Fiction, Writing

What’s in a name?

Because I’m cleaning house today instead of writing (really, as soon as I’m done with this post) I’m thinking of book titles. I’ve read that some writers have chosen their title before they write the book, others haven’t settled on one until right before publication, and the rest, I presume, come up with a title somewhere in between.

I thought I had a title for my current novel, but now I think not. Book titles are important. I know this, and that’s why I’m now concerned that I don’t have one. What if I can’t think of a good title… a great title? Leaving the decision to someone else would be like letting someone else name my child—not something I want to do. I’m wondering, will my title come from the theme, a line in the book, the color of my protagonist’s eyes? So, I have a question for my fellow writers. How do you find the titles for your books?

12 thoughts on “What’s in a name?”

  1. I like unique titles that hint at the main conflict and evoke the appropriate mood. “Sally Smith and the Slavering Beast” makes me think of one book from a children’s comedy series, so I wouldn’t use it for a stand-alone novel meant solely for adults. (This is a wild, on-the-spot example, obviously.)

    I have outlines for four novels set in different worlds, and the titles for three of those developed with each idea. The fourth title is for the more complete novel, and I’ve used an awful working title (Odal’s Story) as a filler while I decide on something appropriate. I’ve hand-written most of my rough draft and added “Odal’s Story (working title)” to the top of every, single page. Not fun.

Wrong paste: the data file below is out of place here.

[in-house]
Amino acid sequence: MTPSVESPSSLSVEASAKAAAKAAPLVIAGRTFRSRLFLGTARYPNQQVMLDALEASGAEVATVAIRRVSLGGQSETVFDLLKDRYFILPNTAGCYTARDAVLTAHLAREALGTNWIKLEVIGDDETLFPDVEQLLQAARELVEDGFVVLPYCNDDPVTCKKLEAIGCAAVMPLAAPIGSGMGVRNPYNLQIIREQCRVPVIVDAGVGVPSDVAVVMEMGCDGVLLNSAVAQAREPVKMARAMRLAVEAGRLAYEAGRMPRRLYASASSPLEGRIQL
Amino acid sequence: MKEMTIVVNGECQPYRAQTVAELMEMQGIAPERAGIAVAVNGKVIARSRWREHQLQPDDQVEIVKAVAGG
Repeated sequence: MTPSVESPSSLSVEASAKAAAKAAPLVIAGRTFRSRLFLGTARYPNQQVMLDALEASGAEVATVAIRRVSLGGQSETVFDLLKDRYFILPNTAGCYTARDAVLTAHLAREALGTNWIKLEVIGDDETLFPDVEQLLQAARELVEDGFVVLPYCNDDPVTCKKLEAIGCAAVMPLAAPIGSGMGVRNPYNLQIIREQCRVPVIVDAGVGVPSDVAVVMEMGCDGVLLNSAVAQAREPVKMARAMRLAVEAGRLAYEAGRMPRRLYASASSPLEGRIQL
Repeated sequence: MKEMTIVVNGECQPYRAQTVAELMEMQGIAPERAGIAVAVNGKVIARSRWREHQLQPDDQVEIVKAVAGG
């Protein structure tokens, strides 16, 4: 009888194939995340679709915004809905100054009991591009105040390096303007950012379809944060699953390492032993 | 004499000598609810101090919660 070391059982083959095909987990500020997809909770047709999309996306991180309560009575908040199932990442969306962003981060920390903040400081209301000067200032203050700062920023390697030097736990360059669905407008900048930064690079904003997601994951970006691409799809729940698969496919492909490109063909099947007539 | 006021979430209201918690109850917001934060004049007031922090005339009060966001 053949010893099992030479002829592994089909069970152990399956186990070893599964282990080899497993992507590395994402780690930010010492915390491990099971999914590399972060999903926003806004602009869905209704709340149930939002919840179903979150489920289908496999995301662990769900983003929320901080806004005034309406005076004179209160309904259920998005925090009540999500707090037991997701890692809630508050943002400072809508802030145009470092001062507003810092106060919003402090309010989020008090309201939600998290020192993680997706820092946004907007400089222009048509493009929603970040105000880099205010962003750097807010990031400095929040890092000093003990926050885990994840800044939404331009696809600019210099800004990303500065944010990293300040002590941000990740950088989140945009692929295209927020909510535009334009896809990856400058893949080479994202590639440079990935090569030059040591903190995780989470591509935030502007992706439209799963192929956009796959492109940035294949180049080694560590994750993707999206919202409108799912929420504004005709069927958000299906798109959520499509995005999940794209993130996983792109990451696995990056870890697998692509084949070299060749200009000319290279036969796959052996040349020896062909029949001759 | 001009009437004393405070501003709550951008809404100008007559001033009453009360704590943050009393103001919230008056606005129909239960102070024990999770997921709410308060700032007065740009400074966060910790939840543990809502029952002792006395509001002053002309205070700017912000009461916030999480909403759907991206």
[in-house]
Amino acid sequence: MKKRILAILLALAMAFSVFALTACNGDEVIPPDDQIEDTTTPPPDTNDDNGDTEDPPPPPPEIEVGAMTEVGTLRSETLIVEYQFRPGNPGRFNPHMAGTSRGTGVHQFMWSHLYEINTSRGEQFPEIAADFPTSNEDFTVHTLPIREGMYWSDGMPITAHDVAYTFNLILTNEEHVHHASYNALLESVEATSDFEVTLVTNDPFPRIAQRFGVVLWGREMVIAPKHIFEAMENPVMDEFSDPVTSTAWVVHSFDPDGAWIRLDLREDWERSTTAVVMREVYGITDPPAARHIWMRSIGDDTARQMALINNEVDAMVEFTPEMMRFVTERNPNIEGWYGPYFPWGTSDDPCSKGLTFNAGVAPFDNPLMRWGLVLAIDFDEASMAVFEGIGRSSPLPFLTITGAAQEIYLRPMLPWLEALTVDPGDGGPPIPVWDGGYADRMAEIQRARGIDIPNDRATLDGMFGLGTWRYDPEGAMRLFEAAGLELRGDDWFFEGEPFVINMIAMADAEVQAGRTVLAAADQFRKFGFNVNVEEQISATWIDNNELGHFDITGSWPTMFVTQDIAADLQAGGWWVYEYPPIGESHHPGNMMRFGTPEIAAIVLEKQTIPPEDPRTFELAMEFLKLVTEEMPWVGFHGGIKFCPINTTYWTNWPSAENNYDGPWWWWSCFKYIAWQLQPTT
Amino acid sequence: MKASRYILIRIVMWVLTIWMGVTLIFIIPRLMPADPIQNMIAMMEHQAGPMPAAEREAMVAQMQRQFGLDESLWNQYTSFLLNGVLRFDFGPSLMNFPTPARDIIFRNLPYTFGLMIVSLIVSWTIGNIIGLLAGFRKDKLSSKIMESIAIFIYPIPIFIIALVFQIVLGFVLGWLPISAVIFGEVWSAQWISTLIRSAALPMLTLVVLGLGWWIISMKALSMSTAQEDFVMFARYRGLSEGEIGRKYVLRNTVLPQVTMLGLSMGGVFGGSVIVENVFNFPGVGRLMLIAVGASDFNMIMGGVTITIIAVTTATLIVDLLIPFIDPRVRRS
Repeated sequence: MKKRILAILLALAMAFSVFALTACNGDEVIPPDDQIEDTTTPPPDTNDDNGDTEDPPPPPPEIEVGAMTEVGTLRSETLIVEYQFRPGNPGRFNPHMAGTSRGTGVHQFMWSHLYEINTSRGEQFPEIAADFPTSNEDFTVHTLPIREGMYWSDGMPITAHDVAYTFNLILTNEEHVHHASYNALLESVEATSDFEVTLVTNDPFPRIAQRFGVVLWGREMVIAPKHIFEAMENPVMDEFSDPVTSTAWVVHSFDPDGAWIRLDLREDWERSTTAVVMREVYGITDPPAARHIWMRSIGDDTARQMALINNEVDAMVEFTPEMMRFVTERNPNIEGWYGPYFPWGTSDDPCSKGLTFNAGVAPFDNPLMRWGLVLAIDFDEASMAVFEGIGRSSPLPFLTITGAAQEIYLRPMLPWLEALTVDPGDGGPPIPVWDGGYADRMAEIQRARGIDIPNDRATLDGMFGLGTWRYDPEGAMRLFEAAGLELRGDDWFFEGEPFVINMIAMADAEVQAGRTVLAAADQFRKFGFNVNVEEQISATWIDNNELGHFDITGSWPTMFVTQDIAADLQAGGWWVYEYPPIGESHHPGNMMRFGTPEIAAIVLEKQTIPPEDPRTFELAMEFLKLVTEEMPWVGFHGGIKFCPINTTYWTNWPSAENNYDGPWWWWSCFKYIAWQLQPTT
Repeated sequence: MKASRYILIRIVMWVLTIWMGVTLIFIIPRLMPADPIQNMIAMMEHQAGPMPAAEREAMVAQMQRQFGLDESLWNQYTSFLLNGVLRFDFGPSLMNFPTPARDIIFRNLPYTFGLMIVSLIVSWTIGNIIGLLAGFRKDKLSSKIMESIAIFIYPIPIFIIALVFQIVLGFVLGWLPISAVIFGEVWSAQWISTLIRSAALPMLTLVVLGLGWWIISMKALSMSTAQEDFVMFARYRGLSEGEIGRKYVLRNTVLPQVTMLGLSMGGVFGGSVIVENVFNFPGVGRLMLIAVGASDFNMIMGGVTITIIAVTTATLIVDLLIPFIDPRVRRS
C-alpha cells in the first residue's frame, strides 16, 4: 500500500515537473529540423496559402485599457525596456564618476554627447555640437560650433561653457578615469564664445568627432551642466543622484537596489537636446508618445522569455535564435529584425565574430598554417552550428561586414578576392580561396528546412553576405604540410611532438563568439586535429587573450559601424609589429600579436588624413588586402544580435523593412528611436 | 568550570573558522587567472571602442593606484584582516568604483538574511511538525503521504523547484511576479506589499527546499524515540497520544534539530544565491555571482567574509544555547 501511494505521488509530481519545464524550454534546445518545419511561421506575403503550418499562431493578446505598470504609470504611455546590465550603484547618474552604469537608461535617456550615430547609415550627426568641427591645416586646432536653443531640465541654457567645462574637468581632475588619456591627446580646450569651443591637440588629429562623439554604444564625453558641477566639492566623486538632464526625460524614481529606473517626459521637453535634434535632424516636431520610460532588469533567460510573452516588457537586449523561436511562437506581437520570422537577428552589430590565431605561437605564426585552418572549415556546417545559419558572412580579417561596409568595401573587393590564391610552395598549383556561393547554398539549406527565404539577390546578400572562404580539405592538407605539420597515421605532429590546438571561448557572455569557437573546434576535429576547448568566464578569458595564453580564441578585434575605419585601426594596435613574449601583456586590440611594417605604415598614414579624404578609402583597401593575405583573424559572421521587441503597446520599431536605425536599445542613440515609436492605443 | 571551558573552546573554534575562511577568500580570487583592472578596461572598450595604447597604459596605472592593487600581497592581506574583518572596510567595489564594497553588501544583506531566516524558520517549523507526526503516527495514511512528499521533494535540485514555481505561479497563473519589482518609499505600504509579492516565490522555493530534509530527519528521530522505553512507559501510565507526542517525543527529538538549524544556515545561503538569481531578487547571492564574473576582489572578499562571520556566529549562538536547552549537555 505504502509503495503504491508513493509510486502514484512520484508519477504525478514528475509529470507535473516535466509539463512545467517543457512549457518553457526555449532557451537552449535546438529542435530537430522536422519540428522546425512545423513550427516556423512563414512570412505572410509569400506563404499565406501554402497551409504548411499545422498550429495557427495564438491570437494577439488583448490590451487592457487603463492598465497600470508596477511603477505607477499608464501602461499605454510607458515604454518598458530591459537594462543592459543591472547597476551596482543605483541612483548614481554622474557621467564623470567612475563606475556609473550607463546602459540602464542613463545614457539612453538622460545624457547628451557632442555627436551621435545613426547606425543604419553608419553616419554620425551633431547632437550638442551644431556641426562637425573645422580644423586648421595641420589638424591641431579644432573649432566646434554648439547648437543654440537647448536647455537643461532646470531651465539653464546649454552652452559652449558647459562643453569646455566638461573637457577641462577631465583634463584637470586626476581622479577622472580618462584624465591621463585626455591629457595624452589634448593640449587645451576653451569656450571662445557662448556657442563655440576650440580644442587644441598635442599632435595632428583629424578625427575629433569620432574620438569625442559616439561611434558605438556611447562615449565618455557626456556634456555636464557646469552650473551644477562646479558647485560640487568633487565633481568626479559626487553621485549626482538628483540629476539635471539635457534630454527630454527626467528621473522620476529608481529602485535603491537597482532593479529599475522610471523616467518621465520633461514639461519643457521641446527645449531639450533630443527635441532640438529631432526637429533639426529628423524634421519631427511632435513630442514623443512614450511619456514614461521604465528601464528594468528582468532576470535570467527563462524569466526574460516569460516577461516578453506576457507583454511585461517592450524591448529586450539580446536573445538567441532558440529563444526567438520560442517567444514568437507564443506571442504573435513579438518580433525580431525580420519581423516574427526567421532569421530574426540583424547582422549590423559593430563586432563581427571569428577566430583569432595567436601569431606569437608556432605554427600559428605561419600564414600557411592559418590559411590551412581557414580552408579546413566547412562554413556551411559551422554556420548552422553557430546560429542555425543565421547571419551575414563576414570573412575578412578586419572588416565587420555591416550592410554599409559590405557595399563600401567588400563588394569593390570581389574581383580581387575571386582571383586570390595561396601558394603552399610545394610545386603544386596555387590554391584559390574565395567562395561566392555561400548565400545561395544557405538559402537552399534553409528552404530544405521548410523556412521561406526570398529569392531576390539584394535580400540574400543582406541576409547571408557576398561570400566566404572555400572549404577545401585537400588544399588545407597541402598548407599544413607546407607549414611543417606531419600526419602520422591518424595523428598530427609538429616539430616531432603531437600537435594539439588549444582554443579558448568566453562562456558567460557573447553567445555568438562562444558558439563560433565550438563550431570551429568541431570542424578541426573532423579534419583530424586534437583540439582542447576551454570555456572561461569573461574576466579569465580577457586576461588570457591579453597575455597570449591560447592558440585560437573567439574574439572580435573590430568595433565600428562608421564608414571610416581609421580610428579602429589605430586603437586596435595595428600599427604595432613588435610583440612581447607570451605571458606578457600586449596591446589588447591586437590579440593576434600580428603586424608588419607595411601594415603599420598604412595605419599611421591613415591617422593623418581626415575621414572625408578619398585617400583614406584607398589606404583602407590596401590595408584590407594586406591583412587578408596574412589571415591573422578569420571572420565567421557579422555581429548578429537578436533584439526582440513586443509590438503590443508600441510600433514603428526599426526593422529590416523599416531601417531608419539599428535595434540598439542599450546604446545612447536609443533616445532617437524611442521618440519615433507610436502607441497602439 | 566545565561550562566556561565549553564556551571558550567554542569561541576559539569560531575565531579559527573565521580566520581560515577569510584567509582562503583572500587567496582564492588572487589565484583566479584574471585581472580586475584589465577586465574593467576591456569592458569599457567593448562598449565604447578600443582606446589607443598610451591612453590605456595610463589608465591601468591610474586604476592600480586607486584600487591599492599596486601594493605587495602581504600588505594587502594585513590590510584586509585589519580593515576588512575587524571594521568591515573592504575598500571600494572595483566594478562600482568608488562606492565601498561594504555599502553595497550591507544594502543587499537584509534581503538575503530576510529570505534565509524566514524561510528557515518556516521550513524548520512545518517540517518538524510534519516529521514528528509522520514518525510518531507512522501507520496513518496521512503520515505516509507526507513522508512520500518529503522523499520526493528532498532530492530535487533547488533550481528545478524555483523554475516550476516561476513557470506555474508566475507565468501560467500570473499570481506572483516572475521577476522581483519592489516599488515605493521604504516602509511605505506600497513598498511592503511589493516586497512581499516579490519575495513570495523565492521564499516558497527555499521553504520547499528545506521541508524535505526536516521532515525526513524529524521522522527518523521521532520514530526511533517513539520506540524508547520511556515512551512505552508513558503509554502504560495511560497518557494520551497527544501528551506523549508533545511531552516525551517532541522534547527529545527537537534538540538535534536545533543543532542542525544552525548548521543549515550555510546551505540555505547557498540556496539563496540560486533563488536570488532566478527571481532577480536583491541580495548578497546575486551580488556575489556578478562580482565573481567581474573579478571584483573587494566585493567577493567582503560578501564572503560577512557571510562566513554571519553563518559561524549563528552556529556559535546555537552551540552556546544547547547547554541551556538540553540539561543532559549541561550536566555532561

I think the difference between Odal’s Story and my other novels-to-be is my certainty of the mood. Odal’s Story jumps from light-hearted to tragic to romantic to whatever. Right now, the title isn’t the weakest point.

    Maybe you don’t have a title yet because it hasn’t mattered. When you’re ready to write queries, you’ll know how to announce your story.

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  2. I have the hardest time with titles. I’ve often screamed out in frustration, “Will somebody else just name my baby?” Yeah, no help here. Good luck. Now, writing a whole book, that’s a different story. That I can do.

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  3. I loved your first title. My first book was so hard to name, but my second one had a name from the first page. I don’t know what made the difference, and there is a good chance one or both will change in the future because I’m still not sure about either one.

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